'Tax on cigarettes in India below intl standards'

Tax burden on cigarettes in India far below international standards: Study

The current tax burden on cigarettes in India is far below the standard of international best practice, a new study showed on Wednesday that named Australia and New Zealand as top-performing countries for significantly reducing the affordability of cigarettes.

In the first edition of the International Cigarette Tax Scorecard, compiled by  Tobacconomics, India got an overall score of 1.88 out of 5 possible points, which is slightly better than the South-East Asia average (1.82), but lower than the global average (2.07) and scores of top-performing countries (4.63).

"The top-performing countries are Australia and New Zealand, which reflects their high, uniform specific cigarette excise taxes with regular increases that have significantly reduced the affordability of cigarettes," said Tobacconomics after assessing the performance of cigarette tax policies in over 170 countries including India.

Tobacconomics is based at the University of Illinois at Chicago's Institute for Health Research and Policy, conducts economic research to inform and shape fiscal policies for health globally.

It said the scorecard assessed countries' cigarette tax policies based on international best practices using data from the World Health Organization from 2014-2018.

Nearly half the countries scored less than two out of the five-point maximum.

There has been little improvement from 2014-2018 -- the global average score rose only slightly from 1.85 in 2014 to 2.07 in 2018.

Regarding India, it said the country had significantly improved its score on cigarette taxation policy from 1.38 in 2014 to 2.38 in 2016 after which it declined to 1.88 in 2018 due to the lack of tax increases on tobacco and increasing affordability of cigarettes.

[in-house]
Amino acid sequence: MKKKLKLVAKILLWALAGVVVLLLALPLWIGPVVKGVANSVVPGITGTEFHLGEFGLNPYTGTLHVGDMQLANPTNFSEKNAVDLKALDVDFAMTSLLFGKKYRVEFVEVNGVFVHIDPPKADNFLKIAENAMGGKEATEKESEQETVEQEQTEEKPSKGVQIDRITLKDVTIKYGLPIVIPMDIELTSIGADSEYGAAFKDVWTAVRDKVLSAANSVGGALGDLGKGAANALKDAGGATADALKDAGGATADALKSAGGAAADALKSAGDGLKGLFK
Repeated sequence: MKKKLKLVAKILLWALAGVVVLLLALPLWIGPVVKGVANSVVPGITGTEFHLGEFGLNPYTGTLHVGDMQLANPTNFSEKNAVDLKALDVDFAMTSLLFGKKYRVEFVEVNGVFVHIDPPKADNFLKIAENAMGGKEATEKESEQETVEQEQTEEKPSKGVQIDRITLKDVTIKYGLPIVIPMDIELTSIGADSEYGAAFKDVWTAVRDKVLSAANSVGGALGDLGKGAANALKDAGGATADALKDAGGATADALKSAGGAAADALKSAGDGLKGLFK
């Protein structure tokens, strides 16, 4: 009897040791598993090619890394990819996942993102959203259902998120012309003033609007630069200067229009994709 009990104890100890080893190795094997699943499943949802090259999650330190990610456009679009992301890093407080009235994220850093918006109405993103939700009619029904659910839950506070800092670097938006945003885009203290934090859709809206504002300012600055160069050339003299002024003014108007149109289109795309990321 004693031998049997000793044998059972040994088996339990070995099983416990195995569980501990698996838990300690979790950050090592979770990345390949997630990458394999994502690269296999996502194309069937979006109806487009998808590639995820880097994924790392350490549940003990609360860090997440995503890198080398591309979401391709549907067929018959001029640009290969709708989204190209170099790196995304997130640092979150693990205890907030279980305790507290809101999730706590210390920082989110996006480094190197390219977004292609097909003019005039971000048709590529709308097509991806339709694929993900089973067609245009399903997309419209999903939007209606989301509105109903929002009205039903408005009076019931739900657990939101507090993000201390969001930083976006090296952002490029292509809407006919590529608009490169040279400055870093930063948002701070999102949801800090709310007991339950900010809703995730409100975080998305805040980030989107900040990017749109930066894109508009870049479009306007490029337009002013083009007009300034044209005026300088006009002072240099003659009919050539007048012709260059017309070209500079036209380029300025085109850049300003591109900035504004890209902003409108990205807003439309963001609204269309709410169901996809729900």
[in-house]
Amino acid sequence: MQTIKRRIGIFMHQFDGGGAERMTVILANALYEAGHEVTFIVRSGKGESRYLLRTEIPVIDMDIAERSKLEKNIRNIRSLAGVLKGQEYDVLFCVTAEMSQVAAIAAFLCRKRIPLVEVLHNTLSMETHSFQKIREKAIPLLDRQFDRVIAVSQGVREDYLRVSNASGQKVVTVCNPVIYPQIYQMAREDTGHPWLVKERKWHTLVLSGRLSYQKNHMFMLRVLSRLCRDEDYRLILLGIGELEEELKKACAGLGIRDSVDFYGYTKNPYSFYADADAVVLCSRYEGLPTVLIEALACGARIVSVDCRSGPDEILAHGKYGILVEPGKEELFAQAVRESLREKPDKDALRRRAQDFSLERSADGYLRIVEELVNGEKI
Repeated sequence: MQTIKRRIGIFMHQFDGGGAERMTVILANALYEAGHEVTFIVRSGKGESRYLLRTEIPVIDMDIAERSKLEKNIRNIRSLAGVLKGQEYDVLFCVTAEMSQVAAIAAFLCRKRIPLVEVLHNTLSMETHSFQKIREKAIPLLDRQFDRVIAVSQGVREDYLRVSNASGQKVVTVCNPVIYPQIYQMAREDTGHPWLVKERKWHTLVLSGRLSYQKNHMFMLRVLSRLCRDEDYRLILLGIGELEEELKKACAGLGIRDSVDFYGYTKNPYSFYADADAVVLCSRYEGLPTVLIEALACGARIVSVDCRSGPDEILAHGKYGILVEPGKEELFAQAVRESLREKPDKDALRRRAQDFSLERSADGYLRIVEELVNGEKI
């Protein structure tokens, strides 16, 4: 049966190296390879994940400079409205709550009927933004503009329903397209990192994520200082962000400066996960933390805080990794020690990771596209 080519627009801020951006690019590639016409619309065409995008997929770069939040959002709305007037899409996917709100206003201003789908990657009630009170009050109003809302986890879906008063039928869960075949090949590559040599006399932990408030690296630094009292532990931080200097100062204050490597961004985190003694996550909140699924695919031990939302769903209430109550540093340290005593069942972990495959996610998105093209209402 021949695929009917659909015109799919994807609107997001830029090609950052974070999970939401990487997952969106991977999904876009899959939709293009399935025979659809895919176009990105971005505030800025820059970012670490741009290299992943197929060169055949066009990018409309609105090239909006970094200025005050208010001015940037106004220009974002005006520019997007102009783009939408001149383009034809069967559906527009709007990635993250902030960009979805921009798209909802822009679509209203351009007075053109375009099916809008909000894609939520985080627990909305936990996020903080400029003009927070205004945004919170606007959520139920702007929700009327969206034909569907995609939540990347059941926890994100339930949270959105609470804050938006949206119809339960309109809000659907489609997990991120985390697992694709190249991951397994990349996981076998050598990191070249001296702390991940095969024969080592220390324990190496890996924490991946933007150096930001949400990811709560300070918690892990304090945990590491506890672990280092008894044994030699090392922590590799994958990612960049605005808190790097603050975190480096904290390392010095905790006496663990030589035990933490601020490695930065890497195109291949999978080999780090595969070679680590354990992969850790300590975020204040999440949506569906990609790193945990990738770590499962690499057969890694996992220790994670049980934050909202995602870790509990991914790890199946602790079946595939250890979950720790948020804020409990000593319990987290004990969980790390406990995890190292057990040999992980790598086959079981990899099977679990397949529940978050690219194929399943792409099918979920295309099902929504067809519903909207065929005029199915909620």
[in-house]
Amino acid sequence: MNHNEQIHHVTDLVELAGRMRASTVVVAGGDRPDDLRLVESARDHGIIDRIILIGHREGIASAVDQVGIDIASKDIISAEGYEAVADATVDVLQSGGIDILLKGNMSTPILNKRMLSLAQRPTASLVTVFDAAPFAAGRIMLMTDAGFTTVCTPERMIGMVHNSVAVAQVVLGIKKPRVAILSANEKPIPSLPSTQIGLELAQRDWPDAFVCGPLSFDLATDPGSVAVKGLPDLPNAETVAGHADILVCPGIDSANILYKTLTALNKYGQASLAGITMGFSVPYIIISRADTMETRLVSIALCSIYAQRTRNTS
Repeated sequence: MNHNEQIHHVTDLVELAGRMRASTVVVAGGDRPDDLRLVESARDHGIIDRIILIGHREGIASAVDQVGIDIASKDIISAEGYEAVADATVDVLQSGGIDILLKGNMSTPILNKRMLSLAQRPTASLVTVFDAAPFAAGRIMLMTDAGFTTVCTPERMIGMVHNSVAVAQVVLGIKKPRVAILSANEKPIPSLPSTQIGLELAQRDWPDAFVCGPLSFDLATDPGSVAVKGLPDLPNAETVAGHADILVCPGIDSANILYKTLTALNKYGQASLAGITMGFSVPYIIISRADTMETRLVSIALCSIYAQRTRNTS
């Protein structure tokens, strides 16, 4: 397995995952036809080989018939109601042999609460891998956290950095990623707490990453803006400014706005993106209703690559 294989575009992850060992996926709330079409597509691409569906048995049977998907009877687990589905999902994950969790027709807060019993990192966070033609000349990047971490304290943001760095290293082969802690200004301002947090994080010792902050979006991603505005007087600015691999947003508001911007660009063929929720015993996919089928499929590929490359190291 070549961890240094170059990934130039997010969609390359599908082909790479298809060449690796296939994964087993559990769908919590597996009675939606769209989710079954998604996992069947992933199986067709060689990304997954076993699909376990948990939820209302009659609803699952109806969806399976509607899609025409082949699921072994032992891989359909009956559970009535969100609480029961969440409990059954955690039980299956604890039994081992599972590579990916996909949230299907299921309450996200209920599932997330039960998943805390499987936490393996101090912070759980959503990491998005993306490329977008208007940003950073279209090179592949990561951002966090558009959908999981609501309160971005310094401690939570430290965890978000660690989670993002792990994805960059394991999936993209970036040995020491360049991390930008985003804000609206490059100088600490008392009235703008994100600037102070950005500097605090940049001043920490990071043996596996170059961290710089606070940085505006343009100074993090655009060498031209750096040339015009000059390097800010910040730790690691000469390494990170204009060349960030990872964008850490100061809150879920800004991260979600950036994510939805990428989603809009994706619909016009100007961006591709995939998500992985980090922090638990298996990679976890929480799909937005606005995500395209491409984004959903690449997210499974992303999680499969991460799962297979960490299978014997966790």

Overall scores, however, improved in 89 countries. Introduction of significant cigarette excise taxes, simplification of previously complicated tiered cigarette excise tax structure and large tax increases are the reasons why some countries improved their scores, and they are already reaping the rewards of higher revenues and lives saved.

"The scorecard shows considerable untapped potential for cigarette tax increases to raise revenue for a Covid-19 recovery and importantly, prevent premature deaths and promote a healthy and productive workforce," said Tobacconomics director and lead author of the scorecard, Frank J Chaloupka.

"The current tax burden on cigarettes in India is 52 per cent and is far below the standard of international best practice. The lack of increase in taxes on tobacco products after the introduction of the GST in the year 2017 has increased the affordability of cigarettes in India," said Dr Rijo John, a health economist and adjunct professor at the Rajagiri College of Social Sciences, Kochi.

Dr John suggested that India must reduce the number of tiers for the purpose of cigarette taxation and significantly increase its existing excise taxes on tobacco products to save lives and raise much-needed revenue.

"Indian and global studies are providing clear evidence of how tobacco use in all forms, whether smoking or chewing, is leading to severe Covid-19 manifestations and adverse outcomes," said Dr Harit Chaturvedi, Chairman of Max Institute of Cancer Care.

Regular tax increases on tobacco products will reduce their consumption and generate much-needed revenue to strengthen health promotion and prevention programs, while it will also help address comorbidities of tobacco use and Covid-19 pandemic in India, Dr Chaturvedi said.

According to some estimates, about 3,500 people die every day in India from tobacco use and the economic burden from tobacco use amounted to Rs 1,77,341 crore in 2017-18 which is 1 per cent of the country's GDP.

As the Covid-19 pandemic has created a major dent in India's GDP growth, reforming tobacco taxes provides a quick and easy way for India to raise much-needed revenue for economic recovery, experts said.

"Tobacco taxes are the single most effective way to minimize the negative health and economic impacts of tobacco consumption. The best way to do this is through a uniform specific excise tax that comprises at least 75 per cent of the retail price and is automatically updated to stay ahead of inflation and income growth," Tobacconomics said.